Open Source Biological Gear For the Masses

At the risk of putting too fine a point on it, Hackaday exists because people are out there building and documenting open source gadgets. If the person who built a particular gizmo is willing to show the world how they did it, consider us interested. Since you’re reading this, we’ll assume you are as well. Over the years, this mentality has been spreading out from the relatively niche hacker community into the greater engineering world, and we couldn’t be happier.

Case in point, the Poseidon project created at the California Institute of Technology. Developed by students [Sina Booeshaghi], [Eduardo Beltrame], and [Dylan Bannon], along with researcher [Jase Gehring] and professor [Lior Pachter], Poseidon consists of an open source digital microscope and syringe pump which can be used for microfluidics experiments. The system is not only much cheaper than commercial offerings, but is free from the draconian modification and usage restrictions that such hardware often comes with.

Of course, one could argue that major labs have sufficient funding to purchase this kind of gear without having to take the DIY route. That’s true enough, but what benefit is there to limiting such equipment to only the established institutions? As in any other field, making the tools available to a wider array of individuals (from professionals to hobbyists alike) can only serve to accelerate progress and move the state of the art forward.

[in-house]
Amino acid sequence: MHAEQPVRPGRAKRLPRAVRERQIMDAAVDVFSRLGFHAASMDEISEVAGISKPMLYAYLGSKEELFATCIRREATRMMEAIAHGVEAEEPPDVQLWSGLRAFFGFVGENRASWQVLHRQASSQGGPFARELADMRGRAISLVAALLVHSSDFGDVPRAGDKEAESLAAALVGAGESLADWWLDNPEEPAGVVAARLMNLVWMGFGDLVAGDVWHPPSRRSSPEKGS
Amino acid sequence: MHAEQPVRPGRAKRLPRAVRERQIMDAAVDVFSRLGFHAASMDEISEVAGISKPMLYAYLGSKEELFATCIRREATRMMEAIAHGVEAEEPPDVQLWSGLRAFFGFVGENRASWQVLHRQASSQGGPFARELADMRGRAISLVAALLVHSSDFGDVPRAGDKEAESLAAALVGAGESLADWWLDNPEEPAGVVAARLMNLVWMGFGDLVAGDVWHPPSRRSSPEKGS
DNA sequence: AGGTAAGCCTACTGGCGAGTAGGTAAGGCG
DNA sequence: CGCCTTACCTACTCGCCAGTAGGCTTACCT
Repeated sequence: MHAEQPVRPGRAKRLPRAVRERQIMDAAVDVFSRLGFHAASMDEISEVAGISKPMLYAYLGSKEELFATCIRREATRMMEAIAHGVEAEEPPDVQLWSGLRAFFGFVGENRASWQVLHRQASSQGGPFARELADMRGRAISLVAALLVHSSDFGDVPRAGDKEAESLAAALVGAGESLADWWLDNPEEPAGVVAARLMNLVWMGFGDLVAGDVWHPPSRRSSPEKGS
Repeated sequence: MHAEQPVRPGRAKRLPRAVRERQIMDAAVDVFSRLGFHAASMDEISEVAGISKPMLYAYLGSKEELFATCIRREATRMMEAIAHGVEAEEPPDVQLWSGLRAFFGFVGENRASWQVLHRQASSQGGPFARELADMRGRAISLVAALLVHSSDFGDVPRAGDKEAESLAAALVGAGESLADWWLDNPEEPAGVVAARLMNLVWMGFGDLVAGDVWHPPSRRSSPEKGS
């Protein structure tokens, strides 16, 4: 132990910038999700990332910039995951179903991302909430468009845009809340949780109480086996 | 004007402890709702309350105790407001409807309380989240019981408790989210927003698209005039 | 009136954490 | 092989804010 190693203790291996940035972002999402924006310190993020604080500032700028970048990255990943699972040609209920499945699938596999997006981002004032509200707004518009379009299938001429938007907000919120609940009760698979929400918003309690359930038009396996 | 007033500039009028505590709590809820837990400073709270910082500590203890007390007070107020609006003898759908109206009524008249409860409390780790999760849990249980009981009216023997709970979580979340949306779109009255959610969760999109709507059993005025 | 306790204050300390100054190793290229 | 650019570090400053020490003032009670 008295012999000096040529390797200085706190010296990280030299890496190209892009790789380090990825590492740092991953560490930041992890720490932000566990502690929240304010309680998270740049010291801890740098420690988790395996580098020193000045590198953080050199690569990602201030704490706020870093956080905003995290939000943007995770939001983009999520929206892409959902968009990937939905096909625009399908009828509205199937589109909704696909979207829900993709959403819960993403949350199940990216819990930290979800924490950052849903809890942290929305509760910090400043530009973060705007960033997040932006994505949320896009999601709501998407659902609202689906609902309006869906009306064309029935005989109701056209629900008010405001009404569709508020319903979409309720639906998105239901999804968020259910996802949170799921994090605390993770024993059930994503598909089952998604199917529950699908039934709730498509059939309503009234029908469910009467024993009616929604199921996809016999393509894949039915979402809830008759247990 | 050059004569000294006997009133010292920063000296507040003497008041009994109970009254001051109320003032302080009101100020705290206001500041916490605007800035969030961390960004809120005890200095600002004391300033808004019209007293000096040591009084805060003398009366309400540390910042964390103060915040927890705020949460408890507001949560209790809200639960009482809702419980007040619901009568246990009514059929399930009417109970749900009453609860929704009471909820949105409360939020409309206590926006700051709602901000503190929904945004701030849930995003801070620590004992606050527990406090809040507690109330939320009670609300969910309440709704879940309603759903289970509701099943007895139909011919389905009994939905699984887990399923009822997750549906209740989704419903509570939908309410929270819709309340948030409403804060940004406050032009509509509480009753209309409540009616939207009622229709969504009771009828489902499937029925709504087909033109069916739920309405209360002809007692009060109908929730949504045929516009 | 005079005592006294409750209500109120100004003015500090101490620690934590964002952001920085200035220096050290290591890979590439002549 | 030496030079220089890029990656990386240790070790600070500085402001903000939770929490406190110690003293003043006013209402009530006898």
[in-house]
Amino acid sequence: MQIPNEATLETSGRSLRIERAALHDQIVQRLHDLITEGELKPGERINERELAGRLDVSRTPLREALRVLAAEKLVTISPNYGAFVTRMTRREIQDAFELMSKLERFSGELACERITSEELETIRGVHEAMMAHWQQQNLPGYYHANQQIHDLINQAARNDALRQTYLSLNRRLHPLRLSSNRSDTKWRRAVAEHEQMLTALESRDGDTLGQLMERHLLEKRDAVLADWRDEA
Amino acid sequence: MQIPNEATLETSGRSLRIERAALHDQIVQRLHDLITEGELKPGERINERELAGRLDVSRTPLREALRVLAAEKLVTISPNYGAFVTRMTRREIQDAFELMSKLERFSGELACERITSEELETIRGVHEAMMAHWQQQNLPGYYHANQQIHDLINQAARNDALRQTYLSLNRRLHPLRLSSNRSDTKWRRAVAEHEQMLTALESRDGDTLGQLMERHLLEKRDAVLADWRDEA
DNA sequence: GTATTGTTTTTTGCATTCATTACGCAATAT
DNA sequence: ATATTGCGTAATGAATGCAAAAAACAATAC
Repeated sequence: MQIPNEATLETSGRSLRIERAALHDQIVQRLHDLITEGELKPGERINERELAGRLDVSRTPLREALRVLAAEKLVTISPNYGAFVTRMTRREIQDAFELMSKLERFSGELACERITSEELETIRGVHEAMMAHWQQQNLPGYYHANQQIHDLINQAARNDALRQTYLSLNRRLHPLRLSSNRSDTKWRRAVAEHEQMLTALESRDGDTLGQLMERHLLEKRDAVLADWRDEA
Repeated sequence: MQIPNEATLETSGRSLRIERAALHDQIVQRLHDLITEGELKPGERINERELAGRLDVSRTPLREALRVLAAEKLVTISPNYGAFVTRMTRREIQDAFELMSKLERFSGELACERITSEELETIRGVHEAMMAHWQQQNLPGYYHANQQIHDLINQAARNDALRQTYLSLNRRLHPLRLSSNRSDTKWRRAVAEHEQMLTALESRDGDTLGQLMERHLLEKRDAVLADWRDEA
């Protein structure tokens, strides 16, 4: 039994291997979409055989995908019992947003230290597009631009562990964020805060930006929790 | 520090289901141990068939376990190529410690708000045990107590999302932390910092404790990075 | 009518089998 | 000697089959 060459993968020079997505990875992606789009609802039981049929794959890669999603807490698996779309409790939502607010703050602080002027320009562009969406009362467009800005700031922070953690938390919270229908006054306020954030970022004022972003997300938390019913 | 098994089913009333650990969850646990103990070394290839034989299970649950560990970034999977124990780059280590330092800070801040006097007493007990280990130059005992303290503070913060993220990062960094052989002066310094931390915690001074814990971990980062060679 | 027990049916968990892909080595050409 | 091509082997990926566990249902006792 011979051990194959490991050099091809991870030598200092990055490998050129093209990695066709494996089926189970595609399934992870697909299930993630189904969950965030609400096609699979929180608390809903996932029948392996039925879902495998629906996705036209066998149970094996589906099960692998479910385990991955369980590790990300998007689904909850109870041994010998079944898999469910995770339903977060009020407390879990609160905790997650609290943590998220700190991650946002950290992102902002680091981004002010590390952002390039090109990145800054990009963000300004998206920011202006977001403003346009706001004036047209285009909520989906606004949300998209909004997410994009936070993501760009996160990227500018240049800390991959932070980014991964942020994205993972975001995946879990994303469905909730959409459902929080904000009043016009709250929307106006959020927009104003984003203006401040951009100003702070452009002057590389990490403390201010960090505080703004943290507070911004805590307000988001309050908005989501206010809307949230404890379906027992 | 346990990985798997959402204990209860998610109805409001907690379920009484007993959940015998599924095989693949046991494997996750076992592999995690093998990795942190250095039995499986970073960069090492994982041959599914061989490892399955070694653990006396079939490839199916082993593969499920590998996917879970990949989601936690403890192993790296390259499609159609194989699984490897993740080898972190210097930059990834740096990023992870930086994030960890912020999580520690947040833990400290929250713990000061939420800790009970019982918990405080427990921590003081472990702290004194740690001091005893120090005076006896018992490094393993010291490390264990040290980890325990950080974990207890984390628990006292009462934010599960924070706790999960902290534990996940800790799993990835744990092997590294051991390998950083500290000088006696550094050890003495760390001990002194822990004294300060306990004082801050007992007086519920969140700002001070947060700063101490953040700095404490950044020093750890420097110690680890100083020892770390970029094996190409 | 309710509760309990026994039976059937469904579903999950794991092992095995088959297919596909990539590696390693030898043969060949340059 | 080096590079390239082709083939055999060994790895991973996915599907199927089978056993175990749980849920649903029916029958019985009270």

The Poseidon microscope consists of a Raspberry Pi, touch screen module, and commercially available digital microscope housed in a 3D printed stage. This device offers a large and clear view of the object under the microscope, and by itself makes an excellent educational tool. But when running the provided Python software, it doubles as a controller for the syringe pumps which make up the other half of the Poseidon system.

Almost entirely 3D printed, the pumps use commonly available components such as NEMA 17 stepper motors, linear bearings, and threaded rods to move the plunger on a syringe held in the integrated clamp. Controlled by an Arduino and CNC shield, these pumps are able to deliver extremely precise amounts of liquid which is critical for operations such as Single-cell RNA sequencing. All told a three pump system can be built for less than $400 USD, compared to the tens of thousands one might pay for commercially available alternatives.

The Poseidon project joins a relatively small, but very exciting, list of DIY biology projects that we’ve seen over the years. From the impressive open source CO2 incubator we saw a few years ago to the quick and dirty device for performing polymerase chain reaction experiments, there’s little doubt about it: biohacking is slowly becoming a reality.